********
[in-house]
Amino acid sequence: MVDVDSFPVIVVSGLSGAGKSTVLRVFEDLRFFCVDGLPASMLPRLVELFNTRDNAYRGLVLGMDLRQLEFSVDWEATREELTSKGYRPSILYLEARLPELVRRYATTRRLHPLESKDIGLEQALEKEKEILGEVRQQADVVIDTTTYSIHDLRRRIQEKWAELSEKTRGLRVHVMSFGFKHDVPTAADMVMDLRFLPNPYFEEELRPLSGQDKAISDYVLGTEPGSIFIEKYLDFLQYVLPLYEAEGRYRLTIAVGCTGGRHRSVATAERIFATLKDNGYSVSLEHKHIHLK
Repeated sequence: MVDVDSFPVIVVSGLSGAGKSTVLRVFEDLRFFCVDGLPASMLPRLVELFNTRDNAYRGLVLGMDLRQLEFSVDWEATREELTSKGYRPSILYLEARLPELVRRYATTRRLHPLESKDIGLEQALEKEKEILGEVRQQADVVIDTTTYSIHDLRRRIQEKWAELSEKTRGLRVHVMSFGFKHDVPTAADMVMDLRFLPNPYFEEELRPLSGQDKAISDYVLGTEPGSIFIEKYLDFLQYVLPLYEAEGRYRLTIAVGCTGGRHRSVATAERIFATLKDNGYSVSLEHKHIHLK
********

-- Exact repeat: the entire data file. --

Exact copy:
[in-house]
Amino acid sequence: MVDVDSFPVIVVSGLSGAGKSTVLRVFEDLRFFCVDGLPASMLPRLVELFNTRDNAYRGLVLGMDLRQLEFSVDWEATREELTSKGYRPSILYLEARLPELVRRYATTRRLHPLESKDIGLEQALEKEKEILGEVRQQADVVIDTTTYSIHDLRRRIQEKWAELSEKTRGLRVHVMSFGFKHDVPTAADMVMDLRFLPNPYFEEELRPLSGQDKAISDYVLGTEPGSIFIEKYLDFLQYVLPLYEAEGRYRLTIAVGCTGGRHRSVATAERIFATLKDNGYSVSLEHKHIHLK
Repeated sequence: MVDVDSFPVIVVSGLSGAGKSTVLRVFEDLRFFCVDGLPASMLPRLVELFNTRDNAYRGLVLGMDLRQLEFSVDWEATREELTSKGYRPSILYLEARLPELVRRYATTRRLHPLESKDIGLEQALEKEKEILGEVRQQADVVIDTTTYSIHDLRRRIQEKWAELSEKTRGLRVHVMSFGFKHDVPTAADMVMDLRFLPNPYFEEELRPLSGQDKAISDYVLGTEPGSIFIEKYLDFLQYVLPLYEAEGRYRLTIAVGCTGGRHRSVATAERIFATLKDNGYSVSLEHKHIHLK